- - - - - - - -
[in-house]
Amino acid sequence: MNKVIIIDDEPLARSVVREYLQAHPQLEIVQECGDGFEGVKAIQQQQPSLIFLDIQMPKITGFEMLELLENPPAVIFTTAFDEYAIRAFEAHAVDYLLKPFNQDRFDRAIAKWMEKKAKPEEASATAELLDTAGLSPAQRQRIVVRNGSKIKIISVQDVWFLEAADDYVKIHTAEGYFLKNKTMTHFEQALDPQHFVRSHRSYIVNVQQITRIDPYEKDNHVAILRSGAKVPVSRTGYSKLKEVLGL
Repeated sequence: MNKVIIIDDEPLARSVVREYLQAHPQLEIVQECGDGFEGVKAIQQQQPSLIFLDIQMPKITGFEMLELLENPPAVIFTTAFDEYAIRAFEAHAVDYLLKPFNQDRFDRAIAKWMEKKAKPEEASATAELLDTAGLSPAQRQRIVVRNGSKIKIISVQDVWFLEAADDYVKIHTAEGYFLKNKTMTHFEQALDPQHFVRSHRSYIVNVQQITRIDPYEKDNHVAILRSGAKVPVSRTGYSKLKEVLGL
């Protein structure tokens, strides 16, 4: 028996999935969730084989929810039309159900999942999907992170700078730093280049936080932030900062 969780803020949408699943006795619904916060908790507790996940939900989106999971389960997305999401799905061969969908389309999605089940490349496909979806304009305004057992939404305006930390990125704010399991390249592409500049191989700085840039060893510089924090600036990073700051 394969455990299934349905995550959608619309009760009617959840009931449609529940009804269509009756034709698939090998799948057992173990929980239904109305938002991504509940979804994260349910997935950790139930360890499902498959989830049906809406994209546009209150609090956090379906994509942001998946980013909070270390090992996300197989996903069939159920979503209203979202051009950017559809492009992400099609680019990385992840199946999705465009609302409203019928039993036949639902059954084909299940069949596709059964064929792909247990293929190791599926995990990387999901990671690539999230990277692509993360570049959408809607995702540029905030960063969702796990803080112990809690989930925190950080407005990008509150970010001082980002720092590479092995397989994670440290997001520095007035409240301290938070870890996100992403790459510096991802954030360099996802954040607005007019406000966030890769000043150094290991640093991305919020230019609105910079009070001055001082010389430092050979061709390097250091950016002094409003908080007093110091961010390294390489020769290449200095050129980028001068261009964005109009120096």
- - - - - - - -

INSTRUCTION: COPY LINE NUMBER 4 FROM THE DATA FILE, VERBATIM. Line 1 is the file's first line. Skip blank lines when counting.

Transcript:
């Protein structure tokens, strides 16, 4: 028996999935969730084989929810039309159900999942999907992170700078730093280049936080932030900062 969780803020949408699943006795619904916060908790507790996940939900989106999971389960997305999401799905061969969908389309999605089940490349496909979806304009305004057992939404305006930390990125704010399991390249592409500049191989700085840039060893510089924090600036990073700051 394969455990299934349905995550959608619309009760009617959840009931449609529940009804269509009756034709698939090998799948057992173990929980239904109305938002991504509940979804994260349910997935950790139930360890499902498959989830049906809406994209546009209150609090956090379906994509942001998946980013909070270390090992996300197989996903069939159920979503209203979202051009950017559809492009992400099609680019990385992840199946999705465009609302409203019928039993036949639902059954084909299940069949596709059964064929792909247990293929190791599926995990990387999901990671690539999230990277692509993360570049959408809607995702540029905030960063969702796990803080112990809690989930925190950080407005990008509150970010001082980002720092590479092995397989994670440290997001520095007035409240301290938070870890996100992403790459510096991802954030360099996802954040607005007019406000966030890769000043150094290991640093991305919020230019609105910079009070001055001082010389430092050979061709390097250091950016002094409003908080007093110091961010390294390489020769290449200095050129980028001068261009964005109009120096």